WASHINGTON (AP) _ NATO's threat to send warplanes over Sarajevo is limited to halting Serbian shelling of the Bosnian capital and won't risk involving U.S. forces in an open-ended quagmire, Pentagon officials say.

The NATO operation is a ''set, definite and precise mission, that is to reduce the carnage caused by the shelling or the potential to shell Sarajevo,'' Brig. Gen. James Hill said at a Pentagon briefing Thursday. ''That's the only objective we have at this stage.''

''It does not start us on a slippery slope toward a generalized campaign of air strikes,'' he said.

Should Serb shelling resume, NATO war planes would strike at a range of targets, not just those inside a designated security zone around Sarajevo.

''If there is shelling from outside (the 13-mile zone), there are provisions for responses to that,'' Walter Slocombe, the deputy undersecretary of defense for policy said at the briefing.

Nor will NATO jets confine retaliatory strikes to a specific battery or mortar, Slocombe said.

''If there is an attack, we will not put ourselves in the position of having to find the particular gun that fired the particular shell,'' the official said.

NATO aircraft have been authorized to destroy both heavy weapons and ''military-related'' targets, he said. Those categories presumably could include such items as ammunition dumps or supply depots, but Slocombe declined to be specific, saying such information could be of use to an opponent.

More than 100 fighter-bombers from the United States and NATO nations such as France and Britain could take part in the strike force.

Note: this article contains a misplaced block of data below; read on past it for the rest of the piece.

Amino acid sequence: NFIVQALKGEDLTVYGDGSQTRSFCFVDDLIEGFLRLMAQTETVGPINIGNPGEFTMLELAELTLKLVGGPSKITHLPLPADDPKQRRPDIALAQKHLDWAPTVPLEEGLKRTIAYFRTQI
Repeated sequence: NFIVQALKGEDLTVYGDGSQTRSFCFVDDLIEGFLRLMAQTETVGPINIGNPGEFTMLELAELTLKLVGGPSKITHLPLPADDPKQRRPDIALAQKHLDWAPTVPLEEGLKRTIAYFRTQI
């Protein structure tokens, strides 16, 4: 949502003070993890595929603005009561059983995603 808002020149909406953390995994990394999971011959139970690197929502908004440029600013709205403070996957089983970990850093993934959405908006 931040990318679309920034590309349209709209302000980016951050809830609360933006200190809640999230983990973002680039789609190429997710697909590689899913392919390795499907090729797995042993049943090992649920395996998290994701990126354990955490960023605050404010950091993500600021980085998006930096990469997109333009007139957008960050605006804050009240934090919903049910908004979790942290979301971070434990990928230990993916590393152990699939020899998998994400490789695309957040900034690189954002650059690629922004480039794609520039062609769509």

The aircraft have been taking part in Operation Deny Flight, patrolling Bosnian air space since April from air bases in Italy and Navy warships in the Adriatic.

Under an ultimatum issued by the NATO allies on Wednesday, the Serbs have 10 days to move their heavy weapons 13 miles from central Sarajevo or place them under U.N. control. Otherwise, they will be subject to NATO air strikes.

Hill, from the Joint Staff's office of strategic plans and policy, said the 13-mile distance was chosen because it covers the range for most of the weaponry used by the Serbs.

Also, a larger region would have increased the monitoring area - and burden - for U.N. forces on the ground and aircraft overhead, the general told reporters.

The Serbs are believed to have about 200 to 300 artillery pieces or large- caliber mortars, 50 tanks, various antiaircraft artillery weapons and some shoulder-fired surface-to-air missiles inside the proposed banned region, Hill said.

The operation is not without risk, and to find and detect any such weaponry ''is not an easy task,'' Hill said. But because of the Deny Flight Operation, he said, ''our pilots are well-trained. ... We've had plenty of experience in the area.''